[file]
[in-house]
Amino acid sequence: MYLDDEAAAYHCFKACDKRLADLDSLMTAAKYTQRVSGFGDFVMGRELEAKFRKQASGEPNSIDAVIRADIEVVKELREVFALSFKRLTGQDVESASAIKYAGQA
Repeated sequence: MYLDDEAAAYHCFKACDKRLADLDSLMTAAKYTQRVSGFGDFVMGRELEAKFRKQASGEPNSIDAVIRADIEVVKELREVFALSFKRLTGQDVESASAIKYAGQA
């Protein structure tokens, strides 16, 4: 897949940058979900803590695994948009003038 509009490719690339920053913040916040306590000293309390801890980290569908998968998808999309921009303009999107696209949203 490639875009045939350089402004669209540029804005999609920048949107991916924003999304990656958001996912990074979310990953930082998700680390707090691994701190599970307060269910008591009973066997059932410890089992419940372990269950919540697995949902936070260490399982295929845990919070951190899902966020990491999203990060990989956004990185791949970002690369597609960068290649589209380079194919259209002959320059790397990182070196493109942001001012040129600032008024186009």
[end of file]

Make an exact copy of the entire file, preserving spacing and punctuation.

[in-house]
Amino acid sequence: MYLDDEAAAYHCFKACDKRLADLDSLMTAAKYTQRVSGFGDFVMGRELEAKFRKQASGEPNSIDAVIRADIEVVKELREVFALSFKRLTGQDVESASAIKYAGQA
Repeated sequence: MYLDDEAAAYHCFKACDKRLADLDSLMTAAKYTQRVSGFGDFVMGRELEAKFRKQASGEPNSIDAVIRADIEVVKELREVFALSFKRLTGQDVESASAIKYAGQA
């Protein structure tokens, strides 16, 4: 897949940058979900803590695994948009003038 509009490719690339920053913040916040306590000293309390801890980290569908998968998808999309921009303009999107696209949203 490639875009045939350089402004669209540029804005999609920048949107991916924003999304990656958001996912990074979310990953930082998700680390707090691994701190599970307060269910008591009973066997059932410890089992419940372990269950919540697995949902936070260490399982295929845990919070951190899902966020990491999203990060990989956004990185791949970002690369597609960068290649589209380079194919259209002959320059790397990182070196493109942001001012040129600032008024186009």